The TRUNCATE TABLE statement removes all the rows from a table more quickly than a DELETE. Logically, TRUNCATE TABLE is similar to the DELETE statement with no WHERE clause.

The TRUNCATE TABLE statement removes all the rows from a table, but the table structure and its columns, constraints, indexes, and so on remain intact. To remove the table definition in addition to its data, you can use the DROP TABLE statement.


The basic syntax of TRUNCATE TABLE can be given with:

TRUNCATE TABLE table_name;


Although DELETE and TRUNCATE TABLE seem to have the same effect, but they do work differently. Here are some major differences between these two statements:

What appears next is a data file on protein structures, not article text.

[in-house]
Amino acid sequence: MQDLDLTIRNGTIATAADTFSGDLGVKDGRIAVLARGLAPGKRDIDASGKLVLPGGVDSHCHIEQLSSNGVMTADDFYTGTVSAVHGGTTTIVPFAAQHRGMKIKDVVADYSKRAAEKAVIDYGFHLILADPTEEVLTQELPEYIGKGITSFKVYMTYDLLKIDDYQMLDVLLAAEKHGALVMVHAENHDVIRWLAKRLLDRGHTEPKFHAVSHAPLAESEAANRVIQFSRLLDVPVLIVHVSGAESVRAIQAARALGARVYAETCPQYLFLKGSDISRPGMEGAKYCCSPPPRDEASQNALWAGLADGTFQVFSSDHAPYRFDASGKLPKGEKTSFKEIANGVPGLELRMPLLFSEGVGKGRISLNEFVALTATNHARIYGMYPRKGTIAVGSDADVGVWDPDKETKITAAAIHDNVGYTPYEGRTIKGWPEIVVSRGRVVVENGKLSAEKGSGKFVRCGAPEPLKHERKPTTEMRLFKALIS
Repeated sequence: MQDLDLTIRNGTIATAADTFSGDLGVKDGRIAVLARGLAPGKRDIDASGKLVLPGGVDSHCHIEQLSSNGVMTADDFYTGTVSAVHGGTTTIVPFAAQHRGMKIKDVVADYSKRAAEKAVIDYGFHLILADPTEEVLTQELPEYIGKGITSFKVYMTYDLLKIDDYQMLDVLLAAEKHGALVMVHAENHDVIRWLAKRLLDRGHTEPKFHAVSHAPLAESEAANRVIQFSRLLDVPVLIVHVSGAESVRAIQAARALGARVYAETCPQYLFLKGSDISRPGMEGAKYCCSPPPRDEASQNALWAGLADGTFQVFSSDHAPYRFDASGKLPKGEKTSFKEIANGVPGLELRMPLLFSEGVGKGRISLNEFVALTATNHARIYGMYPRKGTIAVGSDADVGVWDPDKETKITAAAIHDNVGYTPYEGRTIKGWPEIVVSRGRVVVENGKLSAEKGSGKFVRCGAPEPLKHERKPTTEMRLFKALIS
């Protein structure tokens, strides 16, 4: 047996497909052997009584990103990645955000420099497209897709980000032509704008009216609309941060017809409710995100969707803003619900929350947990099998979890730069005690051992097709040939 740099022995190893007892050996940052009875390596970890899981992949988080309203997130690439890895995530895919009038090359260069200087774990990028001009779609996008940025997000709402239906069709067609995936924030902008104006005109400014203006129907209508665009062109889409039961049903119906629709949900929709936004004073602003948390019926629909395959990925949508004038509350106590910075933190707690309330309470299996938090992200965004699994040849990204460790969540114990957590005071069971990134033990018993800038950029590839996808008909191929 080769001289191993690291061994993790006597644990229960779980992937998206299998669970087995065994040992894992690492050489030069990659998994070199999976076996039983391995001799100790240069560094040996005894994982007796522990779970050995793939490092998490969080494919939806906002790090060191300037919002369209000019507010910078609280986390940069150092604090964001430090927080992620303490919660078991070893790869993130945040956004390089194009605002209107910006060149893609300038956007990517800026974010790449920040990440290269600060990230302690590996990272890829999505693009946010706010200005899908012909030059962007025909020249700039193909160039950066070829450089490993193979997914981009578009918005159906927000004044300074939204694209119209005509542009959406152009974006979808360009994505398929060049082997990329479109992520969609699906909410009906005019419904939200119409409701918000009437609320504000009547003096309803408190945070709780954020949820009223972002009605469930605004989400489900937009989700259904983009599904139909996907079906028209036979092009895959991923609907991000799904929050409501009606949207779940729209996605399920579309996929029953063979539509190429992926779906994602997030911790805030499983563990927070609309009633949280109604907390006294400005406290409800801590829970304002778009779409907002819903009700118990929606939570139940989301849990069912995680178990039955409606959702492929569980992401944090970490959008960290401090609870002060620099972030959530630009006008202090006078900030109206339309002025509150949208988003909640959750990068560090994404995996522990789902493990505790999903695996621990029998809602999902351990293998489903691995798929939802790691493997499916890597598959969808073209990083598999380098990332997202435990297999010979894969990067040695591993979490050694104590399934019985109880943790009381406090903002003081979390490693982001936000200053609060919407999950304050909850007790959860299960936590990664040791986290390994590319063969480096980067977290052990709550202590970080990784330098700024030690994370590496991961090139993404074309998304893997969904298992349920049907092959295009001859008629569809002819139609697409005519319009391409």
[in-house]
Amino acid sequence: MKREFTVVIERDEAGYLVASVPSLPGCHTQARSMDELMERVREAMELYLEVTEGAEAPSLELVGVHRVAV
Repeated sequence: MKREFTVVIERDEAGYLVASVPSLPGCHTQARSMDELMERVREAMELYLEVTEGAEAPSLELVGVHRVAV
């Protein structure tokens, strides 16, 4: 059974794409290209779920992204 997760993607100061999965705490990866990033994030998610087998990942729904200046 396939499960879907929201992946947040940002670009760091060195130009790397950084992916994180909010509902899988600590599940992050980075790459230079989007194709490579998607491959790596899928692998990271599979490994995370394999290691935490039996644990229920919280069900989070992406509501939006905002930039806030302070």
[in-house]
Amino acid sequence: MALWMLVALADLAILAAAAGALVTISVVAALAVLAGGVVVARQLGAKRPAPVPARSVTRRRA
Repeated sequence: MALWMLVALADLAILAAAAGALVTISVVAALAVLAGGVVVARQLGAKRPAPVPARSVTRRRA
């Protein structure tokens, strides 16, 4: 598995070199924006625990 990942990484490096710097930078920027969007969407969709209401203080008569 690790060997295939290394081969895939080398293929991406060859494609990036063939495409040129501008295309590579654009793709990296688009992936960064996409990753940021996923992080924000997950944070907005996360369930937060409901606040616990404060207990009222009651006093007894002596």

• TRUNCATE TABLE statement drop and re-create the table in such a way that any
    auto-increment value is reset to its start value which is generally 1.
  • DELETE lets you filter which rows to be deleted based upon an optional WHERE clause, whereas TRUNCATE TABLE doesn't support WHERE clause it just removes all the rows.
  • TRUNCATE TABLE is faster and uses fewer system resources than DELETE, because DELETE scans the table to generate a count of rows that were affected then delete the rows one by one and records an entry in the database log for each deleted row, while TRUNCATE TABLE just delete all the rows without providing any additional information.